Well the holidays are definitely over and everything is back in full swing, with most of the people I'm coming across brimming with positivity and confidence about the year ahead. As always at this time of year, it's important to re-evaluate your goals and what you want to achieve this year.
Remember, if "nothing changes, then nothing changes" so it's important to reflect on what worked last year, what didn't work and what you will do differently.
I am currently recommending to my clients that they do some analysis on their existing customers, what revenue they have brought in, what they have bought and what opportunity there is to cross sell and upsell.
Many people spend so much time and effort trying to generate new sales that if they simply focused on cross-selling or up-selling to existing customers, the same results can be achieved.
Besides, you can find new customers from referrals within your existing client base.
Here is a couple of quick tips to help you build your revenue in 2010.
1. Analyse your Customer spend
Analyse your customer database and find out what percentage of sales each customer contributed to the overall revenue. Classify your customers into A, B and C level depending on the spend, percentage or value to the business.
Dig deeper and list out what products or services they bought and what else they could get some value or benefit from.
2. Love your Customers
When was the last time you sat down in front of your customers and had a strategic business discussion regarding plans and goals? tMake appointments with all your A class customers and those B and C customers that are valuable to the business or have the potential to grow and ask them
- what does 2010 have in store for your business?
- what are the goals of the business this year?
- how can we make dealing with our business easier?
- is there anything else we can do for you?
- are you aware we also offer (insert new product/service)?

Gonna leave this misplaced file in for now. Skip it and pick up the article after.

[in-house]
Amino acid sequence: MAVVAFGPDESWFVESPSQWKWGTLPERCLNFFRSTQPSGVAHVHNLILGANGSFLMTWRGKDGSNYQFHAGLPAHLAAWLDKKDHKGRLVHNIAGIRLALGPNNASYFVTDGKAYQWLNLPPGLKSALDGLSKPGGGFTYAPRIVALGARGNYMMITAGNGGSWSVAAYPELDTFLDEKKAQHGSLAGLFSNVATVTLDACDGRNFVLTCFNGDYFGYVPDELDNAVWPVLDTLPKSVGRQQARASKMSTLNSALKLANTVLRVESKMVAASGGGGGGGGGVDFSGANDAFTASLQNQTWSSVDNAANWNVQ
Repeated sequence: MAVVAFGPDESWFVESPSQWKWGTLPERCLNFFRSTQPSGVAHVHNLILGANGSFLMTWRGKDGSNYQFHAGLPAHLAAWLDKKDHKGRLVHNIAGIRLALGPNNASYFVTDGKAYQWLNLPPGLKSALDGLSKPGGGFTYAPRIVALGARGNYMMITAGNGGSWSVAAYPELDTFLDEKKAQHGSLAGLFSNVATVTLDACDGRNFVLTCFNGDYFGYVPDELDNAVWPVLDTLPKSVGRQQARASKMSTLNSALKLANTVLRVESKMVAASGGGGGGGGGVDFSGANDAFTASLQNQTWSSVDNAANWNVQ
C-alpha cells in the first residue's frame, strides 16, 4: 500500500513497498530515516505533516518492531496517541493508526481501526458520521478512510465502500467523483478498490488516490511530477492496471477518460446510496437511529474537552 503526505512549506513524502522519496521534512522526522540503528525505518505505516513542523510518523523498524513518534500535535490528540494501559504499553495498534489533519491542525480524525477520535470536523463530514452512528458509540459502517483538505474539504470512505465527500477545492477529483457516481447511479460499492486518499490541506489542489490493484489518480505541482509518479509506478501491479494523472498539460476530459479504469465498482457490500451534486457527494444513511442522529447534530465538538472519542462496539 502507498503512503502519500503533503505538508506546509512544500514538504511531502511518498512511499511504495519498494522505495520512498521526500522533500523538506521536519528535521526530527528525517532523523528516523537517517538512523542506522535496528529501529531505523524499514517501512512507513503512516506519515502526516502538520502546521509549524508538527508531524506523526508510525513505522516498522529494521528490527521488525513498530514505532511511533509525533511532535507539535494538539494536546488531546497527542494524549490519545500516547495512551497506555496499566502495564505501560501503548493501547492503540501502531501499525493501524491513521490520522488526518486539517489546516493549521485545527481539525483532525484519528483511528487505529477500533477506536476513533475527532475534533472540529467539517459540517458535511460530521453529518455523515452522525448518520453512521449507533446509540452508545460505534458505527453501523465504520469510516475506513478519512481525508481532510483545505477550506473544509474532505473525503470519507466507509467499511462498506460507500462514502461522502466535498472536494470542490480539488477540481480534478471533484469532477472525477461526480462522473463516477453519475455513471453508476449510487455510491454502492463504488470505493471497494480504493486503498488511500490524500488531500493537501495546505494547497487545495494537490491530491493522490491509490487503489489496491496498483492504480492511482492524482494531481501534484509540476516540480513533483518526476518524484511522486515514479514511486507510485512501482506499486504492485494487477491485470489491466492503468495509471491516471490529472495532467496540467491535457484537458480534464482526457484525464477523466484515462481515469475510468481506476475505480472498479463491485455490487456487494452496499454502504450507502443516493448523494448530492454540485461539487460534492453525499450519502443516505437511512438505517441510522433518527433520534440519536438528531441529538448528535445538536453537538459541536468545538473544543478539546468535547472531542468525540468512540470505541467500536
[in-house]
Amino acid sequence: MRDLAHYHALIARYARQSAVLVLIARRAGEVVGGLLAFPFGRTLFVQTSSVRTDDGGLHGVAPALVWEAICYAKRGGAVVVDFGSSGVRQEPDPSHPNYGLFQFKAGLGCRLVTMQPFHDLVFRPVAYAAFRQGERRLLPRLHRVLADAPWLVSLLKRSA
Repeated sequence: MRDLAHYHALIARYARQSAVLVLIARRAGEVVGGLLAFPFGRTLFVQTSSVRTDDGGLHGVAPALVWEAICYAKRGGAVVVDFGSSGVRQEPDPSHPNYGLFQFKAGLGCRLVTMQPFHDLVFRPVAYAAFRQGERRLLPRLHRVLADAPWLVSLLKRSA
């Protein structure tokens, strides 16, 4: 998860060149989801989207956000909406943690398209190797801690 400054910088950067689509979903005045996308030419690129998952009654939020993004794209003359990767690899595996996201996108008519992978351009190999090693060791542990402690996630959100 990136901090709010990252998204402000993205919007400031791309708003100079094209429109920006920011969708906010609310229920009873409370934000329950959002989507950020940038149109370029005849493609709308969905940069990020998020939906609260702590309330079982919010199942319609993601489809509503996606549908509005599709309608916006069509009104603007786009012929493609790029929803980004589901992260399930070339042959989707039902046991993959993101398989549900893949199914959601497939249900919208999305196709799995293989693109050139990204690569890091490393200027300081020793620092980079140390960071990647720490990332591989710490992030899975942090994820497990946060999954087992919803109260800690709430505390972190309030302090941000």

We often take it for granted that our customers know all about our business and the products and services we offer. Take the opportunity to inform them of your plans for the year and what products or services they aren't buying that you feel they could benefit from, and why.
3. Develop an Account Management Plan
Based on your A, B and C tiers develop a plan on how often each of tiers should get a visit from yourself or your salespeople. This will strengthen or improve the relationship and help to keep competitors at bay. The goal should be to have not just satisfied customers but LOYAL and satisfied customers. The frequency of visit depends on the type of business you have but as an example:
- A Class must be visited at least 4 times year
- B Class must be visited at least 2 times per year
- C Class must be visited at least once per year or at least proactively contacted by phone
4. Go back in time
Go back through your records and do a comparison of sales from 2008 to 2009 (calender or financial year, whichever is appropriate). Are there customers that have reduced their spending? Are there customers that stopped spending with you?
Just because they haven't bought from you last year, doesn't mean they don't need you this year. Pick up the phone, make an appointment and get back in contact with your old customers
5. Never underestimate face to face time
Although we live in a time of technology, where just about everything can be done without meeting face to face, never underestimate the value of sitting in front of people. It may seem like a time-consuming, costly exercise but I can just about guarantee that sales will be made (and quicker) when you sit in front of new and existing customers.
It might seem easier to email a proposal but how many times do you play phone tag, wait for them to cal you back and suddenly two weeks has gone by and your still waiting to talk to them? When you sit in front of someone and present your solution in person, you have their complete attention, you can answer any questions and determine their readiness to buy. It really does improve your conversions (quote to sale ratio) and speed up the sale.